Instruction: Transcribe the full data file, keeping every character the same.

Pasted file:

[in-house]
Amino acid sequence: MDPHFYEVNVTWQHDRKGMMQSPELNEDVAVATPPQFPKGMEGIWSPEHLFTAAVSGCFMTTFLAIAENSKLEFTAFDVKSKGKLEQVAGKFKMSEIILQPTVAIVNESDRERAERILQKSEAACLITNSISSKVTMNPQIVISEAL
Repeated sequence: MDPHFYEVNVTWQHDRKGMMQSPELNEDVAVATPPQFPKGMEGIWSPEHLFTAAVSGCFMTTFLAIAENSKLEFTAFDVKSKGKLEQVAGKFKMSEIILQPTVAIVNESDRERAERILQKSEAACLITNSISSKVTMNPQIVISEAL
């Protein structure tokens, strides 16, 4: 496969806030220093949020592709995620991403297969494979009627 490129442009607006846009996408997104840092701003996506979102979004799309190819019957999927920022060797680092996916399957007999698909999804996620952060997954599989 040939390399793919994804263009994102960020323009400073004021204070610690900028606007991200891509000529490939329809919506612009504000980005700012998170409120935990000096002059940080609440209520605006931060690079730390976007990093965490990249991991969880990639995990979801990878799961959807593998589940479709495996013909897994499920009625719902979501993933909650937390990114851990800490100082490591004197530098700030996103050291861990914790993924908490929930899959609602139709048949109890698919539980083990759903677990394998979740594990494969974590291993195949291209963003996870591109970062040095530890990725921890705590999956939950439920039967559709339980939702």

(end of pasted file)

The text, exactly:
[in-house]
Amino acid sequence: MDPHFYEVNVTWQHDRKGMMQSPELNEDVAVATPPQFPKGMEGIWSPEHLFTAAVSGCFMTTFLAIAENSKLEFTAFDVKSKGKLEQVAGKFKMSEIILQPTVAIVNESDRERAERILQKSEAACLITNSISSKVTMNPQIVISEAL
Repeated sequence: MDPHFYEVNVTWQHDRKGMMQSPELNEDVAVATPPQFPKGMEGIWSPEHLFTAAVSGCFMTTFLAIAENSKLEFTAFDVKSKGKLEQVAGKFKMSEIILQPTVAIVNESDRERAERILQKSEAACLITNSISSKVTMNPQIVISEAL
């Protein structure tokens, strides 16, 4: 496969806030220093949020592709995620991403297969494979009627 490129442009607006846009996408997104840092701003996506979102979004799309190819019957999927920022060797680092996916399957007999698909999804996620952060997954599989 040939390399793919994804263009994102960020323009400073004021204070610690900028606007991200891509000529490939329809919506612009504000980005700012998170409120935990000096002059940080609440209520605006931060690079730390976007990093965490990249991991969880990639995990979801990878799961959807593998589940479709495996013909897994499920009625719902979501993933909650937390990114851990800490100082490591004197530098700030996103050291861990914790993924908490929930899959609602139709048949109890698919539980083990759903677990394998979740594990494969974590291993195949291209963003996870591109970062040095530890990725921890705590999956939950439920039967559709339980939702």